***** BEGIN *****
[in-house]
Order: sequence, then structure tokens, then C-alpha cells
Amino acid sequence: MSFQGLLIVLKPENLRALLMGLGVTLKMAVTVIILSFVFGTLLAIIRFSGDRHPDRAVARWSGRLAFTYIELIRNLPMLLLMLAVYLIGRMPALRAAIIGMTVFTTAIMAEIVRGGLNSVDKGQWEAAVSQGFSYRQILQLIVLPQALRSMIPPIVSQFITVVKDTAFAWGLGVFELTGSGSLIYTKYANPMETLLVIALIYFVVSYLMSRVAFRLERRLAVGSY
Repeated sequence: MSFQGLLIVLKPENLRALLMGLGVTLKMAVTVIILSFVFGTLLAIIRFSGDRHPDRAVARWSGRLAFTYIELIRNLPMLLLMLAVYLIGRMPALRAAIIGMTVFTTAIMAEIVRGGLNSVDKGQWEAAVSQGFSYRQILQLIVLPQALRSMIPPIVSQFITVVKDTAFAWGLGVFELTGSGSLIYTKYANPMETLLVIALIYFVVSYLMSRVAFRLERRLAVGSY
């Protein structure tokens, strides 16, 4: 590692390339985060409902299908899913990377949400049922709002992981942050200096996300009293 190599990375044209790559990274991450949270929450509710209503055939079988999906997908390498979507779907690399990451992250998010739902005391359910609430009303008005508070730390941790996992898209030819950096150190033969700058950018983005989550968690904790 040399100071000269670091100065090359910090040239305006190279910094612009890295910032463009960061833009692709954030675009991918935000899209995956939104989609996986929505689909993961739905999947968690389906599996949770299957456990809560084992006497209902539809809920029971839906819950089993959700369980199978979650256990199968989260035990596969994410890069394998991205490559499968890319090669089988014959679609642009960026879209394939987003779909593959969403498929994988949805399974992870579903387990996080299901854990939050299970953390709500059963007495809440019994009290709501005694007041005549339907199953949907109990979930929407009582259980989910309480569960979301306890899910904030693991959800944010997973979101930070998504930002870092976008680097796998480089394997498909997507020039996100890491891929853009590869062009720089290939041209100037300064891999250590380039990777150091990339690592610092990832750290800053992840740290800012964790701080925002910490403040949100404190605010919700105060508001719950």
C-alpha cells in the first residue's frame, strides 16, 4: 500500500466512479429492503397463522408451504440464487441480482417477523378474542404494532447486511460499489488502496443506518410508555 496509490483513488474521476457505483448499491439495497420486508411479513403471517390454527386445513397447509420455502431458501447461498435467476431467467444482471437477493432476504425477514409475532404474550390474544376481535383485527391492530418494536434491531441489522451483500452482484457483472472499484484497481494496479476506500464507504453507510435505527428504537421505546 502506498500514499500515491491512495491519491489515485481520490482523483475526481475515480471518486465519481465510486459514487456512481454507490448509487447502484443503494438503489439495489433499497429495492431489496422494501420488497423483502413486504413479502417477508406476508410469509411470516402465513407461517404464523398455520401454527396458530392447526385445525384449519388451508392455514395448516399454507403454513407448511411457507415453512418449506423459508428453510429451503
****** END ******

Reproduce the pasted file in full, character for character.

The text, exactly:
[in-house]
Order: sequence, then structure tokens, then C-alpha cells
Amino acid sequence: MSFQGLLIVLKPENLRALLMGLGVTLKMAVTVIILSFVFGTLLAIIRFSGDRHPDRAVARWSGRLAFTYIELIRNLPMLLLMLAVYLIGRMPALRAAIIGMTVFTTAIMAEIVRGGLNSVDKGQWEAAVSQGFSYRQILQLIVLPQALRSMIPPIVSQFITVVKDTAFAWGLGVFELTGSGSLIYTKYANPMETLLVIALIYFVVSYLMSRVAFRLERRLAVGSY
Repeated sequence: MSFQGLLIVLKPENLRALLMGLGVTLKMAVTVIILSFVFGTLLAIIRFSGDRHPDRAVARWSGRLAFTYIELIRNLPMLLLMLAVYLIGRMPALRAAIIGMTVFTTAIMAEIVRGGLNSVDKGQWEAAVSQGFSYRQILQLIVLPQALRSMIPPIVSQFITVVKDTAFAWGLGVFELTGSGSLIYTKYANPMETLLVIALIYFVVSYLMSRVAFRLERRLAVGSY
């Protein structure tokens, strides 16, 4: 590692390339985060409902299908899913990377949400049922709002992981942050200096996300009293 190599990375044209790559990274991450949270929450509710209503055939079988999906997908390498979507779907690399990451992250998010739902005391359910609430009303008005508070730390941790996992898209030819950096150190033969700058950018983005989550968690904790 040399100071000269670091100065090359910090040239305006190279910094612009890295910032463009960061833009692709954030675009991918935000899209995956939104989609996986929505689909993961739905999947968690389906599996949770299957456990809560084992006497209902539809809920029971839906819950089993959700369980199978979650256990199968989260035990596969994410890069394998991205490559499968890319090669089988014959679609642009960026879209394939987003779909593959969403498929994988949805399974992870579903387990996080299901854990939050299970953390709500059963007495809440019994009290709501005694007041005549339907199953949907109990979930929407009582259980989910309480569960979301306890899910904030693991959800944010997973979101930070998504930002870092976008680097796998480089394997498909997507020039996100890491891929853009590869062009720089290939041209100037300064891999250590380039990777150091990339690592610092990832750290800053992840740290800012964790701080925002910490403040949100404190605010919700105060508001719950």
C-alpha cells in the first residue's frame, strides 16, 4: 500500500466512479429492503397463522408451504440464487441480482417477523378474542404494532447486511460499489488502496443506518410508555 496509490483513488474521476457505483448499491439495497420486508411479513403471517390454527386445513397447509420455502431458501447461498435467476431467467444482471437477493432476504425477514409475532404474550390474544376481535383485527391492530418494536434491531441489522451483500452482484457483472472499484484497481494496479476506500464507504453507510435505527428504537421505546 502506498500514499500515491491512495491519491489515485481520490482523483475526481475515480471518486465519481465510486459514487456512481454507490448509487447502484443503494438503489439495489433499497429495492431489496422494501420488497423483502413486504413479502417477508406476508410469509411470516402465513407461517404464523398455520401454527396458530392447526385445525384449519388451508392455514395448516399454507403454513407448511411457507415453512418449506423459508428453510429451503